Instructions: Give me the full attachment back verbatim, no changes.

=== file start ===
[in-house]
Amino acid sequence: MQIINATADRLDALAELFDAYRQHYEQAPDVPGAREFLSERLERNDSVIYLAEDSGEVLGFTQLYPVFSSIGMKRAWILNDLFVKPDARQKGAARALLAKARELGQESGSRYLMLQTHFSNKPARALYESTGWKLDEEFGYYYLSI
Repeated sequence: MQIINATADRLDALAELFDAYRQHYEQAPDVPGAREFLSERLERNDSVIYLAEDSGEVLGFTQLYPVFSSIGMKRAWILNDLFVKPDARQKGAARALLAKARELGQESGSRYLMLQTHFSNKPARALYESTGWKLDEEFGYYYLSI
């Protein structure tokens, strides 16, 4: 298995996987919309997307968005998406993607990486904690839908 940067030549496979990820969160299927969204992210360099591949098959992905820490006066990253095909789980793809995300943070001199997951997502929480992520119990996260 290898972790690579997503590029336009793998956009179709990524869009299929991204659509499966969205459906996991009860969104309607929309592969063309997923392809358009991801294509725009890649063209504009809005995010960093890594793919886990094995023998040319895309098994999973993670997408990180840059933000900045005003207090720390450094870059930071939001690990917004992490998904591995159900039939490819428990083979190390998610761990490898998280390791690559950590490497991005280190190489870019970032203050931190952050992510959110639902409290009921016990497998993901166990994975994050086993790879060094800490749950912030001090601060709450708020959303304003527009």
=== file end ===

[in-house]
Amino acid sequence: MQIINATADRLDALAELFDAYRQHYEQAPDVPGAREFLSERLERNDSVIYLAEDSGEVLGFTQLYPVFSSIGMKRAWILNDLFVKPDARQKGAARALLAKARELGQESGSRYLMLQTHFSNKPARALYESTGWKLDEEFGYYYLSI
Repeated sequence: MQIINATADRLDALAELFDAYRQHYEQAPDVPGAREFLSERLERNDSVIYLAEDSGEVLGFTQLYPVFSSIGMKRAWILNDLFVKPDARQKGAARALLAKARELGQESGSRYLMLQTHFSNKPARALYESTGWKLDEEFGYYYLSI
């Protein structure tokens, strides 16, 4: 298995996987919309997307968005998406993607990486904690839908 940067030549496979990820969160299927969204992210360099591949098959992905820490006066990253095909789980793809995300943070001199997951997502929480992520119990996260 290898972790690579997503590029336009793998956009179709990524869009299929991204659509499966969205459906996991009860969104309607929309592969063309997923392809358009991801294509725009890649063209504009809005995010960093890594793919886990094995023998040319895309098994999973993670997408990180840059933000900045005003207090720390450094870059930071939001690990917004992490998904591995159900039939490819428990083979190390998610761990490898998280390791690559950590490497991005280190190489870019970032203050931190952050992510959110639902409290009921016990497998993901166990994975994050086993790879060094800490749950912030001090601060709450708020959303304003527009």